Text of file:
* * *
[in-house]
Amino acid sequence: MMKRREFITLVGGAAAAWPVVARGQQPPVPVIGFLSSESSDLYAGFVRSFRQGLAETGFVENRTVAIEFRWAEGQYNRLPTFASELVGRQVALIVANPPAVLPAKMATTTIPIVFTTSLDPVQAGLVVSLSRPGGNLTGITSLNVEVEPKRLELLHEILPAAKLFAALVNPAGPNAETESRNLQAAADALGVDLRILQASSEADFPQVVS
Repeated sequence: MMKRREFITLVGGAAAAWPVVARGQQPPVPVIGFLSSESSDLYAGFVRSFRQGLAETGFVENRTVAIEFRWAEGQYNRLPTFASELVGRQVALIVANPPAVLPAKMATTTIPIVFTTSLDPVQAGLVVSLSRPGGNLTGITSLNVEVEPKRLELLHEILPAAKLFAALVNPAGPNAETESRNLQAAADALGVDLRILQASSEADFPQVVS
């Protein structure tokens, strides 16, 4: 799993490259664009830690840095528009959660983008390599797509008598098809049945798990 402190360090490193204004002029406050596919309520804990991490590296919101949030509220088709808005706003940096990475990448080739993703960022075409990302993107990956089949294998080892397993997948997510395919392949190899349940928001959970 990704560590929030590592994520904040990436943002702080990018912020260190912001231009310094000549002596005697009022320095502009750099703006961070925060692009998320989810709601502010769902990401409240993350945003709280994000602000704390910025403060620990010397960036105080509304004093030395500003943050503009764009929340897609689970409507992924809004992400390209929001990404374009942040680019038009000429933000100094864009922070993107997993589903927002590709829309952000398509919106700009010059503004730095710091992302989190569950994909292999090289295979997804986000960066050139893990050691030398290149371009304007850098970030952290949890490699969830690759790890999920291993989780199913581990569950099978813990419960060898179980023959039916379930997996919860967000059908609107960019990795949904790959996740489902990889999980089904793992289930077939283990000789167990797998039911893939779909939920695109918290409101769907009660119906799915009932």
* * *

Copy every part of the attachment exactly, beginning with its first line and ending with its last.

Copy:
[in-house]
Amino acid sequence: MMKRREFITLVGGAAAAWPVVARGQQPPVPVIGFLSSESSDLYAGFVRSFRQGLAETGFVENRTVAIEFRWAEGQYNRLPTFASELVGRQVALIVANPPAVLPAKMATTTIPIVFTTSLDPVQAGLVVSLSRPGGNLTGITSLNVEVEPKRLELLHEILPAAKLFAALVNPAGPNAETESRNLQAAADALGVDLRILQASSEADFPQVVS
Repeated sequence: MMKRREFITLVGGAAAAWPVVARGQQPPVPVIGFLSSESSDLYAGFVRSFRQGLAETGFVENRTVAIEFRWAEGQYNRLPTFASELVGRQVALIVANPPAVLPAKMATTTIPIVFTTSLDPVQAGLVVSLSRPGGNLTGITSLNVEVEPKRLELLHEILPAAKLFAALVNPAGPNAETESRNLQAAADALGVDLRILQASSEADFPQVVS
């Protein structure tokens, strides 16, 4: 799993490259664009830690840095528009959660983008390599797509008598098809049945798990 402190360090490193204004002029406050596919309520804990991490590296919101949030509220088709808005706003940096990475990448080739993703960022075409990302993107990956089949294998080892397993997948997510395919392949190899349940928001959970 990704560590929030590592994520904040990436943002702080990018912020260190912001231009310094000549002596005697009022320095502009750099703006961070925060692009998320989810709601502010769902990401409240993350945003709280994000602000704390910025403060620990010397960036105080509304004093030395500003943050503009764009929340897609689970409507992924809004992400390209929001990404374009942040680019038009000429933000100094864009922070993107997993589903927002590709829309952000398509919106700009010059503004730095710091992302989190569950994909292999090289295979997804986000960066050139893990050691030398290149371009304007850098970030952290949890490699969830690759790890999920291993989780199913581990569950099978813990419960060898179980023959039916379930997996919860967000059908609107960019990795949904790959996740489902990889999980089904793992289930077939283990000789167990797998039911893939779909939920695109918290409101769907009660119906799915009932």